Yesterday's Houston Chronicle had this editorial in it, giving their views of Houston Police Chief Charles McClelland's ill-advised memo forbidding HPD officers from talking to Defense Attorneys without express permission from the prosecutors. As usual, the Chronicle's effort to suck up to the Lykos Administration makes it painfully apparent how little the editorial board knows about the Criminal Justice System.
But I'll get back to them in a minute.
The first thing that stands out is the response of the Chief, himself. In all honesty, I was kind of excited when Mayor Parker appointed Chief McClelland. I'm a big fan of promoting from within when it comes to law enforcement, because I think it makes for better leadership and respect between the Chief and the rest of the Department. I thought his memo was basically just a brain fart that he would retract when called out on.
I was wrong. Apparently the Chief never heard the old adage about the first thing you're supposed to do when you find yourself in a hole is stop digging.
His quote to the Chronicle astounds me.
"It makes you wonder if there's something improper going on between police officers and defense attorneys."
Are you kidding me, Chief? I knew that you weren't a big fan of defense attorneys from your memo, but did you really just suggest that your own officers are doing something improper?
And you're dumb enough to say that to the freaking media?!?!?
Well, apparently, the stupidity is contagious.
Because First Assistant Jim Leitner decided to weigh in on the topic.
Now, keep in mind, I've been taking it easy on the Lykos/Leitner administration lately because they hadn't done anything too profoundly idiotic recently. I had assumed that Lykos would disavow any knowledge or encouragement of McClelland's new policy.
I mean she is the one who campaigned on the platform of transparency, right? Surely ordering any and all police officers to clam up when it comes to defense attorneys would fly in the face of transparency, wouldn't it? I was kind of thinking old Patsy would give a statement that read something like: "Our Office would never discourage the free exchange of pertinent information between police officers and attorneys representing their clients. The Chief of police was not requested to issue this policy and our Office does not believe it to be necessary in the pursuit of truth and justice."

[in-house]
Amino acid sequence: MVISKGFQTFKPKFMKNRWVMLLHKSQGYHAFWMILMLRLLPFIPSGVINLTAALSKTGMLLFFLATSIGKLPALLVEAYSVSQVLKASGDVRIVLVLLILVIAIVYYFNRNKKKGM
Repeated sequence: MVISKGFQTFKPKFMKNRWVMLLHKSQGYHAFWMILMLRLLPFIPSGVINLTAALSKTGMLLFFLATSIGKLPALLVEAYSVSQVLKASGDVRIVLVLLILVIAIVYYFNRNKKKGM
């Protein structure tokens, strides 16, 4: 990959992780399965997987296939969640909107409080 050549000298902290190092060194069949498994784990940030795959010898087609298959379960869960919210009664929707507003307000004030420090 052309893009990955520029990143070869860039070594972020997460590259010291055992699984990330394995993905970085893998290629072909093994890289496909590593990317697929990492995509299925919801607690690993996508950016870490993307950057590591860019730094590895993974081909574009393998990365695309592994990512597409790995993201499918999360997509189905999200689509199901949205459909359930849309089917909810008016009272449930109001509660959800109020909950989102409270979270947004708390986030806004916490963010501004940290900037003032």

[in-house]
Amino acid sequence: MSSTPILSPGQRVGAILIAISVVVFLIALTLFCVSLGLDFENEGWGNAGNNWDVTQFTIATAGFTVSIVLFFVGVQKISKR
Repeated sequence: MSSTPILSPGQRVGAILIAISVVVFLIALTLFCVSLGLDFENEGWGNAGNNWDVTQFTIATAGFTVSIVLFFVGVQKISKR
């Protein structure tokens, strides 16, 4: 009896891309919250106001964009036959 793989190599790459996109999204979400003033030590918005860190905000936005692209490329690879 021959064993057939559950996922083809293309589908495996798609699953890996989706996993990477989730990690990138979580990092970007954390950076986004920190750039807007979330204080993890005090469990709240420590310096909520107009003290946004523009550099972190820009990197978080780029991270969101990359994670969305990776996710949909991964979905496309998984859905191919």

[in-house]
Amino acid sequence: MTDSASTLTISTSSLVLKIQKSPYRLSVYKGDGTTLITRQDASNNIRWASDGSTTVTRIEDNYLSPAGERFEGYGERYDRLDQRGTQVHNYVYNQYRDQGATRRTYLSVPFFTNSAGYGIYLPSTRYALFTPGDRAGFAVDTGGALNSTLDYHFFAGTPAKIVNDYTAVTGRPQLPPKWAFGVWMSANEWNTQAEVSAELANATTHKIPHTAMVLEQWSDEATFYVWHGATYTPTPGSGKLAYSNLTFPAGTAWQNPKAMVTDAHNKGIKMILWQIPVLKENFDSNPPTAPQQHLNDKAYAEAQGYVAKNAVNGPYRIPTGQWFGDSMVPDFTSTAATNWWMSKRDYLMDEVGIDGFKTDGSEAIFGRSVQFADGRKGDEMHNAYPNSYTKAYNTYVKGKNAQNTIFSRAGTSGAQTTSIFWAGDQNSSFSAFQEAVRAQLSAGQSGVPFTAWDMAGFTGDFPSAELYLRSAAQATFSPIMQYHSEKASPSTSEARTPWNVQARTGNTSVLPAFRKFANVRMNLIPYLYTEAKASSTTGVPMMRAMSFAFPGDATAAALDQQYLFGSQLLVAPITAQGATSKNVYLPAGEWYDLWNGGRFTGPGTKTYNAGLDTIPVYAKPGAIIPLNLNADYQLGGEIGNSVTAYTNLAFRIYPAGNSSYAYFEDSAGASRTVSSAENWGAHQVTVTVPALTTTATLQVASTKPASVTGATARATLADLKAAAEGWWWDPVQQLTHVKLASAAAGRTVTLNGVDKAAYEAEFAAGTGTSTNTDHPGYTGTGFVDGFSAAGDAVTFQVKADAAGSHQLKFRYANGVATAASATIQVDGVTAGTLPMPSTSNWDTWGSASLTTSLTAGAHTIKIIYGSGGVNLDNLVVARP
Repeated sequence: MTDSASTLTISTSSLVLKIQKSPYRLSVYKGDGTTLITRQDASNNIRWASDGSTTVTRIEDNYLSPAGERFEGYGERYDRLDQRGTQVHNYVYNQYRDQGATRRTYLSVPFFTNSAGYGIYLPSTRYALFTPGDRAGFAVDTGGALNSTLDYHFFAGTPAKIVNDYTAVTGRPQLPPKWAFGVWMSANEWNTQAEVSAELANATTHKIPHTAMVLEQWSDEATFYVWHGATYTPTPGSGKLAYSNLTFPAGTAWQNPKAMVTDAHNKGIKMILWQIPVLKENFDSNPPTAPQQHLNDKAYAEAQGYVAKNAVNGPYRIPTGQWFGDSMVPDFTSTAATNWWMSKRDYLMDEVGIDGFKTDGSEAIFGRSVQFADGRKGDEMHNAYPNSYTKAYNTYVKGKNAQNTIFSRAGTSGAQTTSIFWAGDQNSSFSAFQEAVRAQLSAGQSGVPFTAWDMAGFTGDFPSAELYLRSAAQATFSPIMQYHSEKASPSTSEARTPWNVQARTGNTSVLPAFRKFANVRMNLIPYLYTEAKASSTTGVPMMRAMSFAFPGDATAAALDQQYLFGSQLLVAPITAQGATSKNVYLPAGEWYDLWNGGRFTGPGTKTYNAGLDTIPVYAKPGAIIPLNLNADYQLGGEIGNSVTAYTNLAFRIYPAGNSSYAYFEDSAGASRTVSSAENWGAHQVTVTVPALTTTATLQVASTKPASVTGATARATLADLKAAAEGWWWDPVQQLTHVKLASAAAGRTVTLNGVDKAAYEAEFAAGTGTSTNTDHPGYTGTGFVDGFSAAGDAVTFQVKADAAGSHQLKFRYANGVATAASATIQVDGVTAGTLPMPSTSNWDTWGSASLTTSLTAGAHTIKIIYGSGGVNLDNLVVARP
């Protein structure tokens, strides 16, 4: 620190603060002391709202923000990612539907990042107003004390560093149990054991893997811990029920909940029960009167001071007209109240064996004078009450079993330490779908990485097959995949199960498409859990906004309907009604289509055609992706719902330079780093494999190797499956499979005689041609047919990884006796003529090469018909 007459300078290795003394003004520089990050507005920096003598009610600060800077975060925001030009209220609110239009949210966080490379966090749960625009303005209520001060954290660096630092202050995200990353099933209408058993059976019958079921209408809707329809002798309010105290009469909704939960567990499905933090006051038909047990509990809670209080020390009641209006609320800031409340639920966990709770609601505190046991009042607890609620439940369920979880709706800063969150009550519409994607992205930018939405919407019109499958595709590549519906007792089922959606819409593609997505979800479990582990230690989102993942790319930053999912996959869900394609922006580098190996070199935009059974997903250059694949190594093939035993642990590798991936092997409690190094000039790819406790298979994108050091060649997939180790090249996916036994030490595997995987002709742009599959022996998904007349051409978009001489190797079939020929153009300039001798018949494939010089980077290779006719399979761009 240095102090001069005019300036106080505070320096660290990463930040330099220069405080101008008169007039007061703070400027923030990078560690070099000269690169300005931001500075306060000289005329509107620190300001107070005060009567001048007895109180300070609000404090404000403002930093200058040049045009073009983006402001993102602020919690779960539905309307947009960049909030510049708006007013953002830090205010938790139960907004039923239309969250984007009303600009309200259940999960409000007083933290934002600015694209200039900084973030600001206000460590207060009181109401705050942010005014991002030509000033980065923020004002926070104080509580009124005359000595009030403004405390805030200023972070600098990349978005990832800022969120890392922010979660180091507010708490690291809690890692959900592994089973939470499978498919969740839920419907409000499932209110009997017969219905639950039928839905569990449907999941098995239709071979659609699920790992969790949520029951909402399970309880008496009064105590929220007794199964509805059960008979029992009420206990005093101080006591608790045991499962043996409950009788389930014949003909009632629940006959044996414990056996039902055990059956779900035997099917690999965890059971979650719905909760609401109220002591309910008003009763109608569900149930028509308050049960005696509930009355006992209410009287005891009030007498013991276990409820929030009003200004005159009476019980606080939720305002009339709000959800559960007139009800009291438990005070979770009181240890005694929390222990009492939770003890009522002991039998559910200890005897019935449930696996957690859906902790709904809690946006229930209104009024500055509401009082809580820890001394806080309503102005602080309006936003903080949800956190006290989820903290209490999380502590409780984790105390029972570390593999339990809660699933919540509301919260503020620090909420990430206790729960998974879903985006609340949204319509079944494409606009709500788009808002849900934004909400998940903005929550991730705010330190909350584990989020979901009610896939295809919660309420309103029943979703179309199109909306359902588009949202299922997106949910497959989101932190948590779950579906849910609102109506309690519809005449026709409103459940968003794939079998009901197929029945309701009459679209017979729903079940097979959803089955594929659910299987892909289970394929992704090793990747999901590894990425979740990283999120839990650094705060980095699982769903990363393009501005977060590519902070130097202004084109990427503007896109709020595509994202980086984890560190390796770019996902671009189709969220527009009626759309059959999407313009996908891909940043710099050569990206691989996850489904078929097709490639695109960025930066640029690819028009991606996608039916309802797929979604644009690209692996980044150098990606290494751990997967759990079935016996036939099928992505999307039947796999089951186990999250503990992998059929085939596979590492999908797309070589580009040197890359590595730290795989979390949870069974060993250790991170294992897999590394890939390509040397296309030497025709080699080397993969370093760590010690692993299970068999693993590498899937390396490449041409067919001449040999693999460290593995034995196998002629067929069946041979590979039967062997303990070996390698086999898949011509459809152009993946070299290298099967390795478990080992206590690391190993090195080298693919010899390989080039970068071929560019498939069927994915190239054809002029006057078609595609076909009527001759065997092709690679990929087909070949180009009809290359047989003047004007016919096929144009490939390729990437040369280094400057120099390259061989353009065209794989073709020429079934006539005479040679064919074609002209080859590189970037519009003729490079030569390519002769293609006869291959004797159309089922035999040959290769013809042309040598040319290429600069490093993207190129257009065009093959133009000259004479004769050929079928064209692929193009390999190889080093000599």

Instead, she sends out Big Jim, who gives a statement that is really making me think that running out in the middle of an interview wasn't such a bad move for him, after all. Here's the Office's official position:
"Harris County prosecutors will permit willing police officers to talk to defense attorneys, but will insist on being present for the interviews."
Are you kidding me with this crap, Jim? Seriously? You're going to insist on being present in all interviews. Hmmm.
Okay, well, then I'm going to insist on being present for all of YOUR interviews with police officers. How about that?
Wait. What do you mean I can't do that? You can only do that if you're a prosecutor? Oh, I see.
Now, it's one thing when the Chief of Police who isn't a lawyer starts writing stupid crap in a memo that borders on witness tampering, but now we've got Genius Jim, the 1st Assistant of the Harris County District Attorney's Office insisting that they be present.
Damn Jim, it was less offensive when us scumbag defense attorneys weren't allowed to talk to the cops at all. Now you want to babysit them to make sure that they are only telling us what you want them to tell us?
That's some damn fine transparency you've got there, Gang.
And last, but not least, let me turn my attention to our friends at the Houston Chronicle -- the D.A.'s Pets.
They have this to say about Jim's moronic statement:
This is a good solution, one that brings defense, law enforcement and prosecution together in the same room to exchange information and facilitate the fairest outcome of a case.
I'm so glad to hear that the Chronicle Jurisprudence Department has given it a stamp of approval.
What if a defense attorney wants to ask questions of a police officer that are part of his legal strategy and he doesn't want the prosecutor to know about it? The Code of Criminal Procedure says the defense doesn't have to tell the prosecutors where they are going with a case. Why does Jim Leitner get to override that?
You know what the difference is between Leitner and McClelland, though?
Leitner is a lawyer and a former defense attorney. He should know better than to encourage that type of behavior.
Is it unethical of him? Quite possibly.
Is it stupid of him? Absolutely.